Do you know anything about self-flagellation in the Orthodox Church? At moments in this book, I visualized Stephanopoulos tearing up his back with a cat-o’-nine-tails. He lashes himself not just for various shortcomings and mistakes as a political operative but for his moral impurity. Stephanopoulos confesses that he wanted not just world peace and universal health insurance but also power, success, and glory. After walking barefoot over sharp stones, he can hardly wait to get into his hair shirt and admit all the petty and ignoble things he did in pursuit of those goals–misleading the press, flattering his boss, and conniving for prime real estate in the West Wing.
Because his near-masochism felt to me like a sincere expression of personality rather than a calculated rhetorical stance, I found it quite effective. By abasing himself, Stephanopoulos lends credibility to his criticisms of others. This isn’t the kind of ritualistic acceptance of blame one usually finds in Washington kiss-and-tells, most of which could be titled If They’d Only Listened to Me. Unlike so many political memoirists, including Robert Reich and Dick Morris, Stephanopoulos doesn’t play the game of score-settling and self-vindication. I think this is a work of authentic self-examination, inspired by the diaries of Stephanopoulos’ hero, Mario Cuomo, but without Cuomo’s literary pretensions and air of moral self-congratulation. Perhaps a better comparison would be Making It. By picking apart his own career, Stephanopoulos pulls back the curtain on the world of Washington’s special assistants in a frank, perhaps overly frank, way.
Paradoxically, I think the way he describes the moral compromises and complications of political life make it seem more attractive. What job could be more interesting than one where you have to make difficult ethical choices under pressure? Likewise, I found myself put off by the aspects of politics Stephanopoulos seems to savor the most. In narrating his career working for Clinton, Stephanopoulos draws a vivid picture of what a political operative actually thinks about. To my mind, these micro-mechanics of spin control are about as petty and inconsequential as anything gets.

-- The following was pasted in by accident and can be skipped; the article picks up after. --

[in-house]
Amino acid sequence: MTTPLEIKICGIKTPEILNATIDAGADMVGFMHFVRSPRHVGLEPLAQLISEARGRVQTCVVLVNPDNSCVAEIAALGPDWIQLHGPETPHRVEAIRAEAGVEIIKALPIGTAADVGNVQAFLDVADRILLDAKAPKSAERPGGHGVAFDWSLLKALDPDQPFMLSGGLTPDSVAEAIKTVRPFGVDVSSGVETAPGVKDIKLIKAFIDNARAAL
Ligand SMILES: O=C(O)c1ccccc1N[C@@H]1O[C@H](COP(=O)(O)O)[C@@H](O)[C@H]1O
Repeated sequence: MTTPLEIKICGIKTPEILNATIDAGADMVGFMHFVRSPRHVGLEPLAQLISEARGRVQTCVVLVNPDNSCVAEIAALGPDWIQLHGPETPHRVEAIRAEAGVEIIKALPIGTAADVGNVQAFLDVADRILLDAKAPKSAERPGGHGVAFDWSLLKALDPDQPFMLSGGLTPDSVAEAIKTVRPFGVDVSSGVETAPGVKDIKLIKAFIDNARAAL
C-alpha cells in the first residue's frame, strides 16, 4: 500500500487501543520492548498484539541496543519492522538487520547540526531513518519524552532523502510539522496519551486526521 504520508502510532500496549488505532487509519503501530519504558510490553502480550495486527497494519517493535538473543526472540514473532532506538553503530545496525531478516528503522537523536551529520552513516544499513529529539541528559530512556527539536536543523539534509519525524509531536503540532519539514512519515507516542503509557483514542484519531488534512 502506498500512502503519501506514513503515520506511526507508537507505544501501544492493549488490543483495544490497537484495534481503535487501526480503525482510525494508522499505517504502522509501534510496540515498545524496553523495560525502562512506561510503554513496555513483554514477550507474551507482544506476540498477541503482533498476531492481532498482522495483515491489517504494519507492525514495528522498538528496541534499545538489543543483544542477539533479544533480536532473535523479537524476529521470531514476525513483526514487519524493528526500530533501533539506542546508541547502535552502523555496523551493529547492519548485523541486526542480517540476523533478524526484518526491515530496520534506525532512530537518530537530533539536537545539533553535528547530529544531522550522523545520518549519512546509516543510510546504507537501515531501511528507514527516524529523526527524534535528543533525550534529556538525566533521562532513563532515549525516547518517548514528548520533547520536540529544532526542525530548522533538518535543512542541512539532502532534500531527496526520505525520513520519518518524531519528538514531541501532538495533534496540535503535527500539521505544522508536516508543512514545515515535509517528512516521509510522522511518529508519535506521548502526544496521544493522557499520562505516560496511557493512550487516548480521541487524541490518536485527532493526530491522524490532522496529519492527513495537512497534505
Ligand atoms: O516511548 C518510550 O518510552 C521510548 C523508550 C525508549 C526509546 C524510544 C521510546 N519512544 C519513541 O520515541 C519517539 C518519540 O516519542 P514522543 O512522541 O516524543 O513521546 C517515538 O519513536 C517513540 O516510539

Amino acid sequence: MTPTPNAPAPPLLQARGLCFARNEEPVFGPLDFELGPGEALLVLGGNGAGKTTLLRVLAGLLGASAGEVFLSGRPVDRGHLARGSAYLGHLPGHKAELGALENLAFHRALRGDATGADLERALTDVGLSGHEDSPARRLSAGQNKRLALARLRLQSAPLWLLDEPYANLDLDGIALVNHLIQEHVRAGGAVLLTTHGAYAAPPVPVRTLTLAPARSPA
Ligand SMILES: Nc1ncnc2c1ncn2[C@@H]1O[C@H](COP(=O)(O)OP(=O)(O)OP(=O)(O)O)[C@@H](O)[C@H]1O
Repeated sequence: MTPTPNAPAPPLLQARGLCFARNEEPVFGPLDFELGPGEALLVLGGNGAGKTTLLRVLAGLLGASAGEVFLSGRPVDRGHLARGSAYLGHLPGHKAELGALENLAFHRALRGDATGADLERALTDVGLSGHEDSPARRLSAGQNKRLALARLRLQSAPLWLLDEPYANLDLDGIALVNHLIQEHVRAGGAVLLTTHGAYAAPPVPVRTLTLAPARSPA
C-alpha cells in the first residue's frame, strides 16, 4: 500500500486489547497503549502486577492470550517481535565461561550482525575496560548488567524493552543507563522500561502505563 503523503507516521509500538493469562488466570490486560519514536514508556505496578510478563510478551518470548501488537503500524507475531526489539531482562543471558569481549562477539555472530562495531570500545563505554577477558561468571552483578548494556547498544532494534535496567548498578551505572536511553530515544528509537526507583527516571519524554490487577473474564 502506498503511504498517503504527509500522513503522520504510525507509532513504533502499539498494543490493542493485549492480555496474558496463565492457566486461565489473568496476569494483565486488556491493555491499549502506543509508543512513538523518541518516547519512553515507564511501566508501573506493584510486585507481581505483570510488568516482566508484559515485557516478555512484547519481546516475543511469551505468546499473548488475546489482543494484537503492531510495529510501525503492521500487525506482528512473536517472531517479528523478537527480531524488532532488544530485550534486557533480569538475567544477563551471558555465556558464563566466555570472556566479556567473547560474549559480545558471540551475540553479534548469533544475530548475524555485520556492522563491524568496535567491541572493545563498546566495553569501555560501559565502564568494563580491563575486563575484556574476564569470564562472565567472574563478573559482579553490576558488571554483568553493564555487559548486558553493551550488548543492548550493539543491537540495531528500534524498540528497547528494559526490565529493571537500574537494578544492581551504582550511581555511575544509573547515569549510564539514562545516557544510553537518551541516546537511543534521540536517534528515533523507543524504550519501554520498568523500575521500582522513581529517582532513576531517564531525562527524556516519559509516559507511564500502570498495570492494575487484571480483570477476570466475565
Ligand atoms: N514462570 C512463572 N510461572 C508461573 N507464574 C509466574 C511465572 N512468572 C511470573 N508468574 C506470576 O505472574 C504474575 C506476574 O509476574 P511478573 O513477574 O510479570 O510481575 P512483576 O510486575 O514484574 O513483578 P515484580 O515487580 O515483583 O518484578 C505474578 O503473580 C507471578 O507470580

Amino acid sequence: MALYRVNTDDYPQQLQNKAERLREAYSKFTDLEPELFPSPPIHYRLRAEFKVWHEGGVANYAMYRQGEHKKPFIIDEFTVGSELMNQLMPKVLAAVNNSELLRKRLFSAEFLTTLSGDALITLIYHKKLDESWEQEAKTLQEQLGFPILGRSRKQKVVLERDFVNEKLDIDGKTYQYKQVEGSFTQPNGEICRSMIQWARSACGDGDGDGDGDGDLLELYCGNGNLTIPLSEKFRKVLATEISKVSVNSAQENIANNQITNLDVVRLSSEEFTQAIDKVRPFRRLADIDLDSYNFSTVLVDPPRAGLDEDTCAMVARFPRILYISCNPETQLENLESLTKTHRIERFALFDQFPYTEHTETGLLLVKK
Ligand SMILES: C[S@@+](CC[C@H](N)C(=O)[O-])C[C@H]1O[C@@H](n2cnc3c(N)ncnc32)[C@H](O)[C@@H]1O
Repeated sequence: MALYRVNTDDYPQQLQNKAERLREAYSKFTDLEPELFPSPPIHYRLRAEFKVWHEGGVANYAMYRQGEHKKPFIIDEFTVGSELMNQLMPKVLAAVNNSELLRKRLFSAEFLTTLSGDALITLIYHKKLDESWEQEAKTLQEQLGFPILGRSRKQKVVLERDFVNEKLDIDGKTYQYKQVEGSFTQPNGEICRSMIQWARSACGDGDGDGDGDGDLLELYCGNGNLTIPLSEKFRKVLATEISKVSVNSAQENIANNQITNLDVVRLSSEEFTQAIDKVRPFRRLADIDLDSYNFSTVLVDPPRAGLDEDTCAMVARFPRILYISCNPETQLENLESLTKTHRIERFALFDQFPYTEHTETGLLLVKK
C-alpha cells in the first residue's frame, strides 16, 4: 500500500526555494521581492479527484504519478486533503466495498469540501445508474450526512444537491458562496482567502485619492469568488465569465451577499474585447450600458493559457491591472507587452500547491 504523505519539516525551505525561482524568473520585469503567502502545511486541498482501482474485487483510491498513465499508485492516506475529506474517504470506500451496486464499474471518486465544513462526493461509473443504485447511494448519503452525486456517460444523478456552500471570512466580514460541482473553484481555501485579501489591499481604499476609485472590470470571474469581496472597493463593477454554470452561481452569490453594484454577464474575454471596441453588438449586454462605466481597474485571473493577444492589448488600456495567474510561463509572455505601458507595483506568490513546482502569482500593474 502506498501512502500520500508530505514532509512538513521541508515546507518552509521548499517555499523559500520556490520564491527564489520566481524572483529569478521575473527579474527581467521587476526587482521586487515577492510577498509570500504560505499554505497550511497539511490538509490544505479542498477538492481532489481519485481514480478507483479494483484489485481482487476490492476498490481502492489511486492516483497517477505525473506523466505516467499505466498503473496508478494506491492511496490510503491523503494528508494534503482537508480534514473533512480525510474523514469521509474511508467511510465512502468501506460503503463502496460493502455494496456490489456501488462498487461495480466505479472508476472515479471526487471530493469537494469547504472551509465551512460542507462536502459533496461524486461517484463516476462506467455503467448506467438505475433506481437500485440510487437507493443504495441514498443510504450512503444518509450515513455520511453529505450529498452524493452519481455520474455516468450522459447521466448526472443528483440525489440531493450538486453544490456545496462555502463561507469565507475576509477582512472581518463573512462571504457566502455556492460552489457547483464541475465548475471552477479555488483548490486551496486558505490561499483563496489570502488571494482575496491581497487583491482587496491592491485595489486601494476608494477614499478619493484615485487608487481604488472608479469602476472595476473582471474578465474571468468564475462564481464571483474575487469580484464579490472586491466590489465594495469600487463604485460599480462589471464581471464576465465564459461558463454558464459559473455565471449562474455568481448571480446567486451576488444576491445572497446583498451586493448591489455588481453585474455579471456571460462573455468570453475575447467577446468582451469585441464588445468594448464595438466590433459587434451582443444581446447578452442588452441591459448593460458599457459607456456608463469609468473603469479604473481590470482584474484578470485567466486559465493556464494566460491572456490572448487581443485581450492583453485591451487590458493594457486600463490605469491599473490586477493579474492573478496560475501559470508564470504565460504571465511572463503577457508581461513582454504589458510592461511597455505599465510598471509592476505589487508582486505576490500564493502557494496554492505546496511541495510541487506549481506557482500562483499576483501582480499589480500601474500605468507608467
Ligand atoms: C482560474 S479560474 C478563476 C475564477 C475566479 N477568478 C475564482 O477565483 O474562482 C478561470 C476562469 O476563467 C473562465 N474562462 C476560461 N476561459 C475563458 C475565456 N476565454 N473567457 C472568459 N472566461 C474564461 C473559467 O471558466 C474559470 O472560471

A good example is an episode he describes from the 1992 pre-primary season, when it came out that C-Span had inadvertently captured Bob Kerrey on videotape telling Clinton a tasteless joke about Jerry Brown and lesbians at a Democratic fund-raising event in New Hampshire. Stephanopoulos explains how he crafted a perfect three-sentence statement from the candidate that subtly twisted the knife in Kerrey’s wound while sending a signal that Clinton wasn’t going to try to hurt his rival further and simultaneously letting Clinton off the hook for laughing at the joke. Stephanopoulos then explains that Kerrey, who did not have the advantage of his advice, made himself look weak by apologizing too much.
Stephanopoulos loves this kind of stuff. What seems to animate him is not policy or even politics in the conventional sense, but this sort of tinkering with the nuances of symbolism and image in campaigning and governing. In Republican terms, he’s far more Peggy Noonan than David Stockman. Later in the book, Stephanopoulos explains that when he was summoned to appear before a grand jury to testify about one of the more pointless byways of Whitewater, he took the precaution of hailing a cab on the street. He thought he would look guilty if he arrived at the courthouse in a black government sedan. He savors his lovely populist touch even in the midst of the unfairness and humiliation of being put under oath.
Stephanopoulos owed his place at the center of the Clinton administration to his talent for this kind of P.R., which politicians all think they need these days. But no one seems to have noticed that when it came to being a presidential adviser in the more traditional sense, he was pretty much a washout. As I put it together, Stephanopoulos was wrong on substance and politics of every big issue Clinton faced in his first term. He was on the wrong side of the big budget battle at the outset of the administration, arguing that deficit reduction should take a back seat to new spending programs and tax cuts. He was wrong about NAFTA and wrong about health care. He was wrong in arguing that Clinton should oppose a balanced budget after the Republicans captured Congress in 1994 and wrong in arguing against the welfare bill Clinton signed in 1996.
Stephanopoulos acknowledges many of these errors individually. But as much as he beats himself up, he never draws the larger conclusion that seems obvious to me. His advice to Bill Clinton wasn’t any good.